On the Marcus Smith Project

Photo by: Jeff Fusco.

Photo by: Jeff Fusco.

Billy Davis has a message for players who enter his office looking for feedback:

“Be careful what you ask, because you are going to get the truth. Just be ready to handle the truth,” said Davis, channelling his inner Colonel Jessup.




The truth is that Marcus Smith is struggling. Davis has talked to the rookie outside linebacker about it, and was candid about it at his press conference this week when he said, among other things, that "the game is moving too fast in his brain right now in my opinion." He knew Smith would be listening.

"I was interested to see how he would respond even to our comments to you guys. I know that I am talking to them, too," he told a small group of reporters Tuesday. "But I talk to them first and I try to keep the same message. He's going to be OK. And he's not playing great. We try to live in the truth."

Davis says Smith has responded well to the critical analysis and believes the 6-3, 251-pound former quarterback has the athleticism and mental make-up to push through the learning curve and develop into a good player. The question is: how long will that take?

"He had a ton of production [in college] but a lot of it was on-air production when you studied it," said former scout and current NFL Network analyst Daniel Jeremiah, who had Smith as his 44th ranked player in the 2014 draft but anticipated that he would be taken in the first round based on buzz he was hearing around the league. "But you were intrigued with what he could do athletically just in terms of watching him run and drop and do different things, you can use him on twists and do all different things with him. Very, very athletic but not a pure polished pass rusher. Very much going to be a work in progress.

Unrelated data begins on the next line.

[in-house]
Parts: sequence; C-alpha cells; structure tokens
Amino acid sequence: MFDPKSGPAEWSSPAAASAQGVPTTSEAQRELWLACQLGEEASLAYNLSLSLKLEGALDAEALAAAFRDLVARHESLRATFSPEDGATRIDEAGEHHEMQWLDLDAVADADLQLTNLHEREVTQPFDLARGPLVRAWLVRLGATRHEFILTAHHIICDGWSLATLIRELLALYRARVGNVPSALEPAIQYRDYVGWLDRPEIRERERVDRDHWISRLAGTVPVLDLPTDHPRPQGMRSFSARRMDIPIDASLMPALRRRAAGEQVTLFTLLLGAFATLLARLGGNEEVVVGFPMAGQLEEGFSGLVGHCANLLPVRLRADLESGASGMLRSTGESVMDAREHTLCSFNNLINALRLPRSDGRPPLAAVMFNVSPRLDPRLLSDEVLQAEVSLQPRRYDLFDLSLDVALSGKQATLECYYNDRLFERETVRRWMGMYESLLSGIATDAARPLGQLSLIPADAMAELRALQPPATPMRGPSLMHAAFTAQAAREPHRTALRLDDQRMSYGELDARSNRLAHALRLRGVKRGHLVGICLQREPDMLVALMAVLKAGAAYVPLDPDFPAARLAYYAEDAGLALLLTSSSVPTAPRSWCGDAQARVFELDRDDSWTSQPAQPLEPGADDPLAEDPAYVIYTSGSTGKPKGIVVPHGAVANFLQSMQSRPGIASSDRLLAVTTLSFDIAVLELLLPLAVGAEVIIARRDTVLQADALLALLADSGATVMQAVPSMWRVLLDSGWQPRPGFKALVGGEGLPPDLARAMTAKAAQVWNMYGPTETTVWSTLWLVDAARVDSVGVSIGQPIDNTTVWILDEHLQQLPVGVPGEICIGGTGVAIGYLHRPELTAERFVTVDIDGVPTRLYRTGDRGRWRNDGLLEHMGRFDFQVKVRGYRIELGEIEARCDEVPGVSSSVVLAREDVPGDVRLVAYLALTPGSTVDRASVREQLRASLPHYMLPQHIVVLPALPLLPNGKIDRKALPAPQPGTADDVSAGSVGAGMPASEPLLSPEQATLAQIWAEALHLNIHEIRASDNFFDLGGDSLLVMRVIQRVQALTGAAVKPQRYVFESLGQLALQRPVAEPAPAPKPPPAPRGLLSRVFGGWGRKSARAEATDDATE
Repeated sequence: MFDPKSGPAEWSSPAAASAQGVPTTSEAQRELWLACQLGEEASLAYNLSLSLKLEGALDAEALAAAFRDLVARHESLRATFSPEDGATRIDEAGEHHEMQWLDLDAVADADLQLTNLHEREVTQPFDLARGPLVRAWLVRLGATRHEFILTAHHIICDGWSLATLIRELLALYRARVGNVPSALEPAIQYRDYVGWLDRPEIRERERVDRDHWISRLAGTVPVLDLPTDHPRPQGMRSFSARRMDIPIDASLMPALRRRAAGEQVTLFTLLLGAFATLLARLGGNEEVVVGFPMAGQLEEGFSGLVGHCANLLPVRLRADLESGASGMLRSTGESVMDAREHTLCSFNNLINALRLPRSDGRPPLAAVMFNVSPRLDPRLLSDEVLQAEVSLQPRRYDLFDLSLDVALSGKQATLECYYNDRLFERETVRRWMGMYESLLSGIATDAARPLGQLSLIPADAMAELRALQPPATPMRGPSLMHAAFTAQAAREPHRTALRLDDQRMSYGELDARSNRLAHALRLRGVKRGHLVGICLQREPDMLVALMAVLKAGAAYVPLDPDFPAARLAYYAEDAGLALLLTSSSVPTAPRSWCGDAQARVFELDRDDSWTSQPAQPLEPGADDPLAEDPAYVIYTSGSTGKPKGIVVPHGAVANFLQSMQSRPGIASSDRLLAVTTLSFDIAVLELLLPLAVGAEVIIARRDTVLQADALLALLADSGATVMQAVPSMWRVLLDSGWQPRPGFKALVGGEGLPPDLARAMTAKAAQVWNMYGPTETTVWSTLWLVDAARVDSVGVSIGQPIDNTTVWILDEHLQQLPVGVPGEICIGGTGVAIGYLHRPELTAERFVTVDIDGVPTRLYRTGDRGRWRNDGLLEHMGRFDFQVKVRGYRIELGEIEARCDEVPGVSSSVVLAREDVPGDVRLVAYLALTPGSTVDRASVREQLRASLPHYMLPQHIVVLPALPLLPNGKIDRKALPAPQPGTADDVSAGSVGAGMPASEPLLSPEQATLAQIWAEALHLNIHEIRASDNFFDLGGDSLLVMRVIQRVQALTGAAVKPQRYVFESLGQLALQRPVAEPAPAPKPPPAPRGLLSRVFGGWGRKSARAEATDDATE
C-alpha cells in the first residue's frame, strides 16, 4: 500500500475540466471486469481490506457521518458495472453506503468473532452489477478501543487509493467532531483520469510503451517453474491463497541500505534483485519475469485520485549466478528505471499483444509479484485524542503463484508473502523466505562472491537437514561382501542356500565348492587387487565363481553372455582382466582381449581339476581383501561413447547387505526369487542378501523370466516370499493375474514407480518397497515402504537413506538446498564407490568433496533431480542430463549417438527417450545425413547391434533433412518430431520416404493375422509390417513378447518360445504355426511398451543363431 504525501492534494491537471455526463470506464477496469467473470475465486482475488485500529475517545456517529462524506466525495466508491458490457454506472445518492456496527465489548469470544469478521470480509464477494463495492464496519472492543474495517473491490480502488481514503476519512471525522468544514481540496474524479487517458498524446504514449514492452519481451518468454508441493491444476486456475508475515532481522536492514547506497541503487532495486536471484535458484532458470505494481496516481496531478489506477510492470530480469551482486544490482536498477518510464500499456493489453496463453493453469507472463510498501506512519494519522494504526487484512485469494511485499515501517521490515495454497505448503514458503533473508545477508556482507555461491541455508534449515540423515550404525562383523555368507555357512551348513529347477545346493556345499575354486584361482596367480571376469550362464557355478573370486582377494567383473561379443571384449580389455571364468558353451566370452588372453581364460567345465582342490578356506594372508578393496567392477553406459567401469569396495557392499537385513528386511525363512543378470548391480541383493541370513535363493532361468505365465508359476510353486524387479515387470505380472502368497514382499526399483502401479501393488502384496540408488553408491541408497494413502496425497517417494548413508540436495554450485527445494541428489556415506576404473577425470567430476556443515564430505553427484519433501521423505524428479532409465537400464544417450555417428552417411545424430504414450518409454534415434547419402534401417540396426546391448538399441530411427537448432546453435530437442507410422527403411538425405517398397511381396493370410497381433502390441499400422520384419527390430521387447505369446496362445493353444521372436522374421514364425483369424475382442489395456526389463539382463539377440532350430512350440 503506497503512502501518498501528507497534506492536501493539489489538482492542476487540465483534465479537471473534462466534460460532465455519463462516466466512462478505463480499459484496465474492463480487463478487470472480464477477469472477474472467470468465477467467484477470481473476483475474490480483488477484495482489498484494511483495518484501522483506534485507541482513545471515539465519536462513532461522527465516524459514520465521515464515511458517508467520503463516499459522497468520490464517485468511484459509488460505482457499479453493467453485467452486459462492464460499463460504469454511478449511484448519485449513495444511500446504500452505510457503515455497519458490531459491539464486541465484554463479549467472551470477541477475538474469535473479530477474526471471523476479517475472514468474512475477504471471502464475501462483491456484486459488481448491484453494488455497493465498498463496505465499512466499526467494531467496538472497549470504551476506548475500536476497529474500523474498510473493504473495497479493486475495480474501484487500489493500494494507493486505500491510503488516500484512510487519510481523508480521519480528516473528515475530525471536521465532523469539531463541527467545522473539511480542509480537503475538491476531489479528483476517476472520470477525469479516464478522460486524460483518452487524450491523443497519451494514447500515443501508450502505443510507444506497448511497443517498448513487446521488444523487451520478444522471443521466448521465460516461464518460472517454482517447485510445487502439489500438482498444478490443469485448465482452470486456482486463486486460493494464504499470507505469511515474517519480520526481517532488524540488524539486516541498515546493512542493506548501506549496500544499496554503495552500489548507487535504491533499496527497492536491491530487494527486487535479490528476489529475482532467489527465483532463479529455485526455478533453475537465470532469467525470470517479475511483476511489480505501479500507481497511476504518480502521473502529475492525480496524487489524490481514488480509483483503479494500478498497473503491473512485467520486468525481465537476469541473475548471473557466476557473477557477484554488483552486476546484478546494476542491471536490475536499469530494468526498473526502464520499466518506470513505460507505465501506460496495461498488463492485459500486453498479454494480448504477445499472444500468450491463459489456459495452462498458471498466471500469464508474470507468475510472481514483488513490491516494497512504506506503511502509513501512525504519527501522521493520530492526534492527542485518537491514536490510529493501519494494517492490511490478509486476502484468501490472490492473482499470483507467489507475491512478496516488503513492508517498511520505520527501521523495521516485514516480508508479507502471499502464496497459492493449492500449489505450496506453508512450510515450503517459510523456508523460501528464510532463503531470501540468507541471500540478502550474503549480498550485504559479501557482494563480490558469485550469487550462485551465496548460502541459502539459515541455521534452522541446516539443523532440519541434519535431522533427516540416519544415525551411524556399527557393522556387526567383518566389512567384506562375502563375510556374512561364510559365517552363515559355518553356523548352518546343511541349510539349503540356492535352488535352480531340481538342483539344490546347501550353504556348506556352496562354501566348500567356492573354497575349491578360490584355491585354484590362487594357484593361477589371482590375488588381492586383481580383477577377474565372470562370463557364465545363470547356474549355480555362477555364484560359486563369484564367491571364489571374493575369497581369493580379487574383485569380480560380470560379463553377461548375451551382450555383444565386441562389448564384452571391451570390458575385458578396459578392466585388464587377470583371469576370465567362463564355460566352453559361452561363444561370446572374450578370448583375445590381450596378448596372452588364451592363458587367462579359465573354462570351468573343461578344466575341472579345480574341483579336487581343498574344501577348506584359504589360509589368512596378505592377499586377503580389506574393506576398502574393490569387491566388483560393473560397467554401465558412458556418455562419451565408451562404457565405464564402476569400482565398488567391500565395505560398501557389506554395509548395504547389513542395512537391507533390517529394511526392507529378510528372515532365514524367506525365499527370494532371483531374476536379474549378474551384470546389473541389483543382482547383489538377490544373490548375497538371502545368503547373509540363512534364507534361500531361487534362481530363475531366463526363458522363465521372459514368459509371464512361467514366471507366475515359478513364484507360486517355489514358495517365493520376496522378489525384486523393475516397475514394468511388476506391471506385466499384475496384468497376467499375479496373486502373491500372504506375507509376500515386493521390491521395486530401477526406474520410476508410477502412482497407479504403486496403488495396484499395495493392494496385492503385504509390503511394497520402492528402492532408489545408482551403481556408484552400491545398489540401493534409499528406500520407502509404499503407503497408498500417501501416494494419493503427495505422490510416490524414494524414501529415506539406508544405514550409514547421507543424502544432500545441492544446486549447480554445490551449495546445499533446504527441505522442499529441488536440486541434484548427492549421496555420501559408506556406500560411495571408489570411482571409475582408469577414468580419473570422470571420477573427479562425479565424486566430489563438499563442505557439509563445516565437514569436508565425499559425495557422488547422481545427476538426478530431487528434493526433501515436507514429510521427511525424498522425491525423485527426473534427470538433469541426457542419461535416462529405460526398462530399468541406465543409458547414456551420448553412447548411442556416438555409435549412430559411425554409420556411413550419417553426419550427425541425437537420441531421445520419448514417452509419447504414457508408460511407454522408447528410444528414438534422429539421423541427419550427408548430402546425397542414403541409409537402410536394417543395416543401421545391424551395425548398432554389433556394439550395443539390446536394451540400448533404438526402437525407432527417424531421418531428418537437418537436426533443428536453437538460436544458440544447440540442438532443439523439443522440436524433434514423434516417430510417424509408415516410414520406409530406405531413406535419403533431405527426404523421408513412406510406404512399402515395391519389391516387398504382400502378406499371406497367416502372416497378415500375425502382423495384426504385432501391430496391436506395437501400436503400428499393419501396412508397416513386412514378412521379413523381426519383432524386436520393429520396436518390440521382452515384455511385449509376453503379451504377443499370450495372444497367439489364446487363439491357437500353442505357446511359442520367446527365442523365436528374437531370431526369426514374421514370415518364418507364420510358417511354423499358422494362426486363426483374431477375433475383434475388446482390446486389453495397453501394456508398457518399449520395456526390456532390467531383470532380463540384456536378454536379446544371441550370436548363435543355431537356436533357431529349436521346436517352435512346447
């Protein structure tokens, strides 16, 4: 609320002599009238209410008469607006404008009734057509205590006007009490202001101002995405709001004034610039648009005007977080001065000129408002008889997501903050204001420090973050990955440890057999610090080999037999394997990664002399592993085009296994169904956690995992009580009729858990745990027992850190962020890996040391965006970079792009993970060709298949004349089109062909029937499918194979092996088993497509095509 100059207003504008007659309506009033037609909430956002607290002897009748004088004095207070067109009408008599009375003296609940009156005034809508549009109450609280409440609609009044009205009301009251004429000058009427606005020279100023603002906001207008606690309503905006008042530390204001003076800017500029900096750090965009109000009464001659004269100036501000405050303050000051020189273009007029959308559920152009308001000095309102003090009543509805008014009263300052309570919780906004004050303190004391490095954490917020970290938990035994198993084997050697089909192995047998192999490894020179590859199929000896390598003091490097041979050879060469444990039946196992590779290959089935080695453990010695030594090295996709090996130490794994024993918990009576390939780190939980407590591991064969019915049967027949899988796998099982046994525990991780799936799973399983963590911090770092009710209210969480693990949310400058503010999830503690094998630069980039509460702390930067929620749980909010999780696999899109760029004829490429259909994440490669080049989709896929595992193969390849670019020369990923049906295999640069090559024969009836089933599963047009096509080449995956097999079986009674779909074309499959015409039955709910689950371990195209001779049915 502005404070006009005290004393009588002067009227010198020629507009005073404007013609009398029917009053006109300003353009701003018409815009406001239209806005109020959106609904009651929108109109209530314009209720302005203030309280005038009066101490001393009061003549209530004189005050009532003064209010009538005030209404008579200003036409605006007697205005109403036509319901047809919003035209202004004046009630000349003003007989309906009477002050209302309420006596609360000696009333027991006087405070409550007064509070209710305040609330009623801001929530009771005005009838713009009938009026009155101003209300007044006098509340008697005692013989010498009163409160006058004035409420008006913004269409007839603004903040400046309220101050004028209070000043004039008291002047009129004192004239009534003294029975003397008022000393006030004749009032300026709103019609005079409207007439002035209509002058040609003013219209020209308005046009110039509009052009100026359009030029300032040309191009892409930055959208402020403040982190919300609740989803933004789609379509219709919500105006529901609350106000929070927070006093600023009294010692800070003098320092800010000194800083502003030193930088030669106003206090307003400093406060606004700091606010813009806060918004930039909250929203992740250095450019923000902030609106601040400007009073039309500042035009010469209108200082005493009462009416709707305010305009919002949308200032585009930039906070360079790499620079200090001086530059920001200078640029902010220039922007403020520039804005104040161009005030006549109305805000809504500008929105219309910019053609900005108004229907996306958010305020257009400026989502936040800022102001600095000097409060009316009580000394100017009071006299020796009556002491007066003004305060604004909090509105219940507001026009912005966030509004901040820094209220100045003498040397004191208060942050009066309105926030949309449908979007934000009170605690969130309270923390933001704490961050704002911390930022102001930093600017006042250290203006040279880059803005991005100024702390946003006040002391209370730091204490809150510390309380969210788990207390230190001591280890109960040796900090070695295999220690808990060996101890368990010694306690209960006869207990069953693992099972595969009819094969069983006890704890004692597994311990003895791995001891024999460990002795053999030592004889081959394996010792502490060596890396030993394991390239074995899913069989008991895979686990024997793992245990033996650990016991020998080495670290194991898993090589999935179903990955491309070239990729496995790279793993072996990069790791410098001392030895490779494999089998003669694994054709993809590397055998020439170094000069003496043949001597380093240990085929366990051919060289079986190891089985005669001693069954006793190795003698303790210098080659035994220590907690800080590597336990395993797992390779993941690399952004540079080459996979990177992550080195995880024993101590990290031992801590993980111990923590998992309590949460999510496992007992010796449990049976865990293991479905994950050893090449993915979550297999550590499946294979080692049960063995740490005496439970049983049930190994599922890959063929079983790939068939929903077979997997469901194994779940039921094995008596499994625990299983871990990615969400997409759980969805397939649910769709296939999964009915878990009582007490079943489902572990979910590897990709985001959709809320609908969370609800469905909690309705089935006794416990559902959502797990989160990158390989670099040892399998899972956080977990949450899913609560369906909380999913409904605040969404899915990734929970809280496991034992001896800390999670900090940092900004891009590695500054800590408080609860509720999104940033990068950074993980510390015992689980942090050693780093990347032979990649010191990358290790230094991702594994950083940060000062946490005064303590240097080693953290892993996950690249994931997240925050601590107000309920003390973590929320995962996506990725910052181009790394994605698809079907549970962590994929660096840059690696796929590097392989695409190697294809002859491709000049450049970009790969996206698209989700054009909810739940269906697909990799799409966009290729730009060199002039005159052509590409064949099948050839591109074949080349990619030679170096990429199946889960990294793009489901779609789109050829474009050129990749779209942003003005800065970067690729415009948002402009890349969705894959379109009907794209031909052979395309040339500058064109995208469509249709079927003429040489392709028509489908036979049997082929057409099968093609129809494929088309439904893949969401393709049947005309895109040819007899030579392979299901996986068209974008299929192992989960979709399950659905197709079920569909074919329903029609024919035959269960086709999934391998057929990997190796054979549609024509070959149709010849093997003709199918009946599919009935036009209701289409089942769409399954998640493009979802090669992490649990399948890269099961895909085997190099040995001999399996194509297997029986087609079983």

"He is an athlete right now. He's not really a football player. You have to develop that. The position switch he had in college coming from the offensive side of the ball, there is going to be a natural adjustment period, especially  when you get to this level. I wouldn't expect much -- I know I didn't expect much --in Year One. I think it's kind of a long-term play."

The answer to their pass-rushing issues in the short-term, then, might have to come from somewhere else besides their first-round pick. Howie Roseman has talked about the draft being more of a long-term investment rather than a quick fix in the organization's eyes. They would obviously prefer instant impact but will accept minimal early returns so long as it pays off down the line.

Right now, the bumps in the road are being looked at as part of the process for a young, green player. When does it turn into a cause for concern?

"Year two," said Davis. "If this time next year I'm having the same conversation, then I'm alarmed. But it won't happen. We'll make sure we get him right. He'll be OK."

You can tell that?

"Yeah, you can [by his personality], the way he works, and it means something to him. That rookie year is so hard."

Be respectful of our online community and contribute to an engaging conversation. We reserve the right to ban impersonators and remove comments that contain personal attacks, threats, or profanity, or are flat-out offensive. By posting here, you are permitting Philadelphia magazine and Metro Corp. to edit and republish your comment in all media.